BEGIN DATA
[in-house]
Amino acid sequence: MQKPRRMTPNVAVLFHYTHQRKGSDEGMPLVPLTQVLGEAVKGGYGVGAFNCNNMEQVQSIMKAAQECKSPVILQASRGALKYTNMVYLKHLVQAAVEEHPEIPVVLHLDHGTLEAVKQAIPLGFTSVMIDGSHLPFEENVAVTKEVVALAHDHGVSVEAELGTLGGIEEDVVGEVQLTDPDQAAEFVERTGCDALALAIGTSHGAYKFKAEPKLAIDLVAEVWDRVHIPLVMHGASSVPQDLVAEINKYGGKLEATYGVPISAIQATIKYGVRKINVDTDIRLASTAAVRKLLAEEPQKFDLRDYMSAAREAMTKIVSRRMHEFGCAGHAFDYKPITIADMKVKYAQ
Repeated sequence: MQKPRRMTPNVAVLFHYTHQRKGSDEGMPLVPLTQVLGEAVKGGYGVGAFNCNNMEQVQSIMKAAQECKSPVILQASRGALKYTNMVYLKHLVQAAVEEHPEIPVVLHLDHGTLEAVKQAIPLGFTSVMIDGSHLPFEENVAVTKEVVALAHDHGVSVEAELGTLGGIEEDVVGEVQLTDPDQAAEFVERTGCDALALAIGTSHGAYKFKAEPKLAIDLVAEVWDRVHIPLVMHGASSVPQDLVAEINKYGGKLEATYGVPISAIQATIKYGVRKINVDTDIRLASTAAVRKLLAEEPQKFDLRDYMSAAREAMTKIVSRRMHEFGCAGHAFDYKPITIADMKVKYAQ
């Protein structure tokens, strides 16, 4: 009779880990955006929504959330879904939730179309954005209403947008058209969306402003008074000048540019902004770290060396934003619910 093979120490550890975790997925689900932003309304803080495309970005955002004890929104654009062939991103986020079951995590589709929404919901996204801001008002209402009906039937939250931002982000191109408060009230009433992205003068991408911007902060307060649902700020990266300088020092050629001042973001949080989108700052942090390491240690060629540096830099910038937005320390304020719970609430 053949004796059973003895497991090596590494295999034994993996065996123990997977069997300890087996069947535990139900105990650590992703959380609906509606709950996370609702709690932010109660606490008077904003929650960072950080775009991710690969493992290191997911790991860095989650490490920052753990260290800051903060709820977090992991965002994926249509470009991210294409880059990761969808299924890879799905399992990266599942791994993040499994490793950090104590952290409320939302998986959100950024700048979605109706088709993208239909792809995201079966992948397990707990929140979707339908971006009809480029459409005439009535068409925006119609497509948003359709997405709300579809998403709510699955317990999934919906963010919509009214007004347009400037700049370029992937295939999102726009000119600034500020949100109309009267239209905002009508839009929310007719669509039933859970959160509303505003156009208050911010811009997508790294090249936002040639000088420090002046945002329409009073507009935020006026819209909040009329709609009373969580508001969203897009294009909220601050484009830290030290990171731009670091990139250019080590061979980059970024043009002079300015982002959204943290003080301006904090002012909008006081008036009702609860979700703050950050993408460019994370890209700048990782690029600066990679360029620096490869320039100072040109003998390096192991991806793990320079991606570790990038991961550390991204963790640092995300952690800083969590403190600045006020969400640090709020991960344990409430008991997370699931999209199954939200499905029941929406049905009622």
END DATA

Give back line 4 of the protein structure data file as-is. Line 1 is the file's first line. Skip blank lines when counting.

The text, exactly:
């Protein structure tokens, strides 16, 4: 009779880990955006929504959330879904939730179309954005209403947008058209969306402003008074000048540019902004770290060396934003619910 093979120490550890975790997925689900932003309304803080495309970005955002004890929104654009062939991103986020079951995590589709929404919901996204801001008002209402009906039937939250931002982000191109408060009230009433992205003068991408911007902060307060649902700020990266300088020092050629001042973001949080989108700052942090390491240690060629540096830099910038937005320390304020719970609430 053949004796059973003895497991090596590494295999034994993996065996123990997977069997300890087996069947535990139900105990650590992703959380609906509606709950996370609702709690932010109660606490008077904003929650960072950080775009991710690969493992290191997911790991860095989650490490920052753990260290800051903060709820977090992991965002994926249509470009991210294409880059990761969808299924890879799905399992990266599942791994993040499994490793950090104590952290409320939302998986959100950024700048979605109706088709993208239909792809995201079966992948397990707990929140979707339908971006009809480029459409005439009535068409925006119609497509948003359709997405709300579809998403709510699955317990999934919906963010919509009214007004347009400037700049370029992937295939999102726009000119600034500020949100109309009267239209905002009508839009929310007719669509039933859970959160509303505003156009208050911010811009997508790294090249936002040639000088420090002046945002329409009073507009935020006026819209909040009329709609009373969580508001969203897009294009909220601050484009830290030290990171731009670091990139250019080590061979980059970024043009002079300015982002959204943290003080301006904090002012909008006081008036009702609860979700703050950050993408460019994370890209700048990782690029600066990679360029620096490869320039100072040109003998390096192991991806793990320079991606570790990038991961550390991204963790640092995300952690800083969590403190600045006020969400640090709020991960344990409430008991997370699931999209199954939200499905029941929406049905009622």